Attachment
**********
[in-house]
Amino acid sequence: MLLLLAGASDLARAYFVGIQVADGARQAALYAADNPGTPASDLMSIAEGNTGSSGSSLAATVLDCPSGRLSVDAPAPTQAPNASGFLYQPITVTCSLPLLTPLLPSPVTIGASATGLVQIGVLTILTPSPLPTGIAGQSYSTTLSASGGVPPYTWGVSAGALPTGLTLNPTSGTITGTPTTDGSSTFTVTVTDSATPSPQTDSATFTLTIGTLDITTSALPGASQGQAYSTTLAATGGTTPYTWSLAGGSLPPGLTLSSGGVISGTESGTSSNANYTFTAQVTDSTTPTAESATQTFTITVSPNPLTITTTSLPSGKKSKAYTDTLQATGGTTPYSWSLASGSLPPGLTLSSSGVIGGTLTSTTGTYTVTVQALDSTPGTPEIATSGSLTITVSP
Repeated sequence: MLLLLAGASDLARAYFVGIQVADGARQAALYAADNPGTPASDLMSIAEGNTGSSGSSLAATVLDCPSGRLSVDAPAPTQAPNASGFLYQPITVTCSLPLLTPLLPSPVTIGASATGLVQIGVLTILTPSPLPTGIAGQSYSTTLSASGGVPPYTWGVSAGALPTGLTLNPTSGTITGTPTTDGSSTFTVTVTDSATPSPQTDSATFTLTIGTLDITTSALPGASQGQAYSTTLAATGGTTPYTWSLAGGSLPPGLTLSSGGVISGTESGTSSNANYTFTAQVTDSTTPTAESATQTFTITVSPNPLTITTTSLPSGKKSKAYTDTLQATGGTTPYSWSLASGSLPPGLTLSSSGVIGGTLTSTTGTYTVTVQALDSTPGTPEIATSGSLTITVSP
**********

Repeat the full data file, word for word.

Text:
[in-house]
Amino acid sequence: MLLLLAGASDLARAYFVGIQVADGARQAALYAADNPGTPASDLMSIAEGNTGSSGSSLAATVLDCPSGRLSVDAPAPTQAPNASGFLYQPITVTCSLPLLTPLLPSPVTIGASATGLVQIGVLTILTPSPLPTGIAGQSYSTTLSASGGVPPYTWGVSAGALPTGLTLNPTSGTITGTPTTDGSSTFTVTVTDSATPSPQTDSATFTLTIGTLDITTSALPGASQGQAYSTTLAATGGTTPYTWSLAGGSLPPGLTLSSGGVISGTESGTSSNANYTFTAQVTDSTTPTAESATQTFTITVSPNPLTITTTSLPSGKKSKAYTDTLQATGGTTPYSWSLASGSLPPGLTLSSSGVIGGTLTSTTGTYTVTVQALDSTPGTPEIATSGSLTITVSP
Repeated sequence: MLLLLAGASDLARAYFVGIQVADGARQAALYAADNPGTPASDLMSIAEGNTGSSGSSLAATVLDCPSGRLSVDAPAPTQAPNASGFLYQPITVTCSLPLLTPLLPSPVTIGASATGLVQIGVLTILTPSPLPTGIAGQSYSTTLSASGGVPPYTWGVSAGALPTGLTLNPTSGTITGTPTTDGSSTFTVTVTDSATPSPQTDSATFTLTIGTLDITTSALPGASQGQAYSTTLAATGGTTPYTWSLAGGSLPPGLTLSSGGVISGTESGTSSNANYTFTAQVTDSTTPTAESATQTFTITVSPNPLTITTTSLPSGKKSKAYTDTLQATGGTTPYSWSLASGSLPPGLTLSSSGVIGGTLTSTTGTYTVTVQALDSTPGTPEIATSGSLTITVSP